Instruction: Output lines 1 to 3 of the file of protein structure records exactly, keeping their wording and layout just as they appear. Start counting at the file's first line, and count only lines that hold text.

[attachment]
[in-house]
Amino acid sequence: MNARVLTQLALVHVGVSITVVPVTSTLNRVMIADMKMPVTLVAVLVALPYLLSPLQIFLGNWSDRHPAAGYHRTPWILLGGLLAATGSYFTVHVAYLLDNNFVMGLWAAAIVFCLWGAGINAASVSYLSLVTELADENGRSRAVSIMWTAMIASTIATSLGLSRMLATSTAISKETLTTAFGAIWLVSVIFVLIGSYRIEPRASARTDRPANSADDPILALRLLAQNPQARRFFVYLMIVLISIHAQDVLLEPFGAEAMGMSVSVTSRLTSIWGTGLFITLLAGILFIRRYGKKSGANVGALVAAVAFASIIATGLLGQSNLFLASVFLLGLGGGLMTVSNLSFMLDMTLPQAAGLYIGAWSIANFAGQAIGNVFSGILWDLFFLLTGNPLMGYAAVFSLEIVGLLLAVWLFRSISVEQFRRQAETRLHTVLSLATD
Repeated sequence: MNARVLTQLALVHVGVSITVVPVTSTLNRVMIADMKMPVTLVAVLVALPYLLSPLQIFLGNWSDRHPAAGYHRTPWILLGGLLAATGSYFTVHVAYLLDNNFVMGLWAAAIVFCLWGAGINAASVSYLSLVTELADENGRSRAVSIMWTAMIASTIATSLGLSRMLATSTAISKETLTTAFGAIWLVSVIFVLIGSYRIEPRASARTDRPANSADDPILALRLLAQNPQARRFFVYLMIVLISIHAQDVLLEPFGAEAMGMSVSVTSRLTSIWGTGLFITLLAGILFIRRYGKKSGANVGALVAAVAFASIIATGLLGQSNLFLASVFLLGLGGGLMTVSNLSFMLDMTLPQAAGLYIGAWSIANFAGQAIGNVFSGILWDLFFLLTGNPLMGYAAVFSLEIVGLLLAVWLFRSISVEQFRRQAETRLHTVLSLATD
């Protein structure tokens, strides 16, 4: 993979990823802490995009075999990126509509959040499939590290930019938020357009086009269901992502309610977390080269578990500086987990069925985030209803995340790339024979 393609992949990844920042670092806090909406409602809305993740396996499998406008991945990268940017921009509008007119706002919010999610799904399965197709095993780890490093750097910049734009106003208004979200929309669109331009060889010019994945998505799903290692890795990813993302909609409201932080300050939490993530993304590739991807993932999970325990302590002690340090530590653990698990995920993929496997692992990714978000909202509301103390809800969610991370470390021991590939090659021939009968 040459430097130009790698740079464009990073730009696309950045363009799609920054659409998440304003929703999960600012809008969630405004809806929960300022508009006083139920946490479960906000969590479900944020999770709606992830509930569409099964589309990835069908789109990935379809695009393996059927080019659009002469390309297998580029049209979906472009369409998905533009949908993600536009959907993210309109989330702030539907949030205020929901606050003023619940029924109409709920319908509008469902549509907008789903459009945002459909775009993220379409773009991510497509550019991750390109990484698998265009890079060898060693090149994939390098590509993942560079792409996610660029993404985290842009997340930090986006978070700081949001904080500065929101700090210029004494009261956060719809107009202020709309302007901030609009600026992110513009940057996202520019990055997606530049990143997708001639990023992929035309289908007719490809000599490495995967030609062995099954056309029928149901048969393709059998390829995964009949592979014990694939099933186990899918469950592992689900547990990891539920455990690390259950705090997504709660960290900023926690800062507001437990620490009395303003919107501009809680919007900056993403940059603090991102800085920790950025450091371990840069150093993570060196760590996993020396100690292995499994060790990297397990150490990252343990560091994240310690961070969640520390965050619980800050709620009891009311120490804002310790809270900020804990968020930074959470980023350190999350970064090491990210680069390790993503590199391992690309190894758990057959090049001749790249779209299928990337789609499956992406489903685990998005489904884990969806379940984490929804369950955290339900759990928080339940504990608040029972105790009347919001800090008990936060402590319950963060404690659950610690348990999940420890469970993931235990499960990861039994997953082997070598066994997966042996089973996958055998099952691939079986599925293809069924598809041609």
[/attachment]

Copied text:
[in-house]
Amino acid sequence: MNARVLTQLALVHVGVSITVVPVTSTLNRVMIADMKMPVTLVAVLVALPYLLSPLQIFLGNWSDRHPAAGYHRTPWILLGGLLAATGSYFTVHVAYLLDNNFVMGLWAAAIVFCLWGAGINAASVSYLSLVTELADENGRSRAVSIMWTAMIASTIATSLGLSRMLATSTAISKETLTTAFGAIWLVSVIFVLIGSYRIEPRASARTDRPANSADDPILALRLLAQNPQARRFFVYLMIVLISIHAQDVLLEPFGAEAMGMSVSVTSRLTSIWGTGLFITLLAGILFIRRYGKKSGANVGALVAAVAFASIIATGLLGQSNLFLASVFLLGLGGGLMTVSNLSFMLDMTLPQAAGLYIGAWSIANFAGQAIGNVFSGILWDLFFLLTGNPLMGYAAVFSLEIVGLLLAVWLFRSISVEQFRRQAETRLHTVLSLATD
Repeated sequence: MNARVLTQLALVHVGVSITVVPVTSTLNRVMIADMKMPVTLVAVLVALPYLLSPLQIFLGNWSDRHPAAGYHRTPWILLGGLLAATGSYFTVHVAYLLDNNFVMGLWAAAIVFCLWGAGINAASVSYLSLVTELADENGRSRAVSIMWTAMIASTIATSLGLSRMLATSTAISKETLTTAFGAIWLVSVIFVLIGSYRIEPRASARTDRPANSADDPILALRLLAQNPQARRFFVYLMIVLISIHAQDVLLEPFGAEAMGMSVSVTSRLTSIWGTGLFITLLAGILFIRRYGKKSGANVGALVAAVAFASIIATGLLGQSNLFLASVFLLGLGGGLMTVSNLSFMLDMTLPQAAGLYIGAWSIANFAGQAIGNVFSGILWDLFFLLTGNPLMGYAAVFSLEIVGLLLAVWLFRSISVEQFRRQAETRLHTVLSLATD